Researchers develop new computational tool to interpret clinical significance of cancer mutations

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Researchers at the Philadelphia Children’s Hospital (CHOP) have developed a new tool to help researchers interpret the clinical significance of mutations in cancer. Tool, known as CancerVar, includes a machine learning process to go beyond just detecting cancer mutations and interpreting the potential meaning of those mutations in relation to cancer detection, prognosis, and purpose. A paper describing CancerVar was published today Scientific Progress.

“CancerVar will not replace human translation into another hospital settingbut it will reduce the workload of laboratory technicians in disseminating the differences identified by designing and compiling clinical reports in clinical practice, ”said Kai Wang, Ph.D., Professor of Pathology and Laboratory Medicine at CHOP and senior author. Of paper. “CancerVar documents also suitable for a variety of types hospital evidence including drug information, literature, and methods for somatic replacement in detail. By providing accurate, reproducible, and efficient output to translate somatic differences, CancerVar can help researchers and clinicians prioritize stress replacement. “

Maryn M. Live, Professor of Dermatology and Dermatology and historian. “CancerVar provides strength tool which controls these two important steps. The clinical implementation of this tool will improve test delivery time and performance accuracy, making the tests more effective and affordable for all pediatric cancer patients. ”

Improving the next generation of neurons (NGS) with the right treatment has led to the identification of millions of variants of somatic cancer. To further understand whether these mutations are related to or impact the clinical process, researchers have established numerous data that compute these differences. However, these data do not provide accurate interpretations of somatic differences, so in 2017, the Association of Molecular Pathology (AMP), the American Society of Clinical Oncology (ASCO), and the College of American Pathologists (CAP) collaborated. and recommending translations and translation guidelines. , reporting, and quantifying somatic differences.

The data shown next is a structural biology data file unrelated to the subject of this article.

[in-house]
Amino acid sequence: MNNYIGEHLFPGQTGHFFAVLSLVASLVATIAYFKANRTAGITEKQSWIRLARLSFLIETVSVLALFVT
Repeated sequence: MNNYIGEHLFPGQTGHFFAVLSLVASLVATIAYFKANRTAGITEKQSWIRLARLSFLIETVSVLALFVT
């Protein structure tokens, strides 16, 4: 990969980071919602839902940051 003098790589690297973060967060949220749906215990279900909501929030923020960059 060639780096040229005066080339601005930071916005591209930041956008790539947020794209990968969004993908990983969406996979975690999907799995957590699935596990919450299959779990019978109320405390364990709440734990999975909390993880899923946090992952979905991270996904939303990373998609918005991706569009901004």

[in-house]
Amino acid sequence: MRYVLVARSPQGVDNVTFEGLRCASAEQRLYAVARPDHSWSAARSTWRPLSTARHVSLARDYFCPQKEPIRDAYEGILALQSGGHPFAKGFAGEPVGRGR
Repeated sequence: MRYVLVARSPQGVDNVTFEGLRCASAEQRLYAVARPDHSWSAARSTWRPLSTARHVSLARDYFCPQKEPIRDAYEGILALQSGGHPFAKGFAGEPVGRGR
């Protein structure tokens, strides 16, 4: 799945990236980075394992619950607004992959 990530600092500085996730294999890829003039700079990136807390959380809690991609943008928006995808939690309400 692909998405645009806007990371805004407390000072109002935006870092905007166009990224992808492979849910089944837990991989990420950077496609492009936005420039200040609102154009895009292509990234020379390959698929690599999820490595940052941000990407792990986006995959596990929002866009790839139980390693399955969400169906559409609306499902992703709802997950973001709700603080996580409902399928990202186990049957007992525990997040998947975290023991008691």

However even with these guidelines, the AMP / ASCO / CAP distribution system does not specify how these standards are implemented, so different knowledge sources offer different results. To address this problem, CHOP researchers, including CHOP data scientist and lead author Yunyun Zhou, Ph.D., have developed CancerVar, an advanced somatic. diversity translation tool using command line software called Python with accompanying web server. With a reliable web server, CancerVar includes clinical evidence for 13 million somatic cancer variants out of 1,911 cancer the genes of the census were extracted by existing studies and data sets.

In addition to including millions replacementwhether important knowledge or not, tools are used deepen learning to improve the clinical interpretation of those mutations. Users can ask clinical interpretations for variables using data such as chromosome position or protein mutation and adjust the accuracy of measuring different types of features, based on consideration. before education or more specific user specifications. The CancerVar web server generates automated translations, such as whether the replacement is appropriate for diagnosis or prognosis or to ongoing clinical trials.

“This tool demonstrates how we can use computational tools to manage human-generated values, and how machine learning can guide decisions,” Wang said. “Future research should investigate the application of this system to other infectious disease sites as well.”

AMP provides a collaborative guide to standardize interpretation and report variability in cancer

Learn more:
Quan Li et al, CancerVar: An artificial intelligence-based platform for the clinical interpretation of mutations in cancer, Scientific Progress (2022). DOI: 10.1126 / sciadv.abj1624.

hint: Researchers have developed a new mathematical tool to interpret the clinical significance of mutations (2022, May 6) restored May 6, 2022 from -cancer-mutations.html

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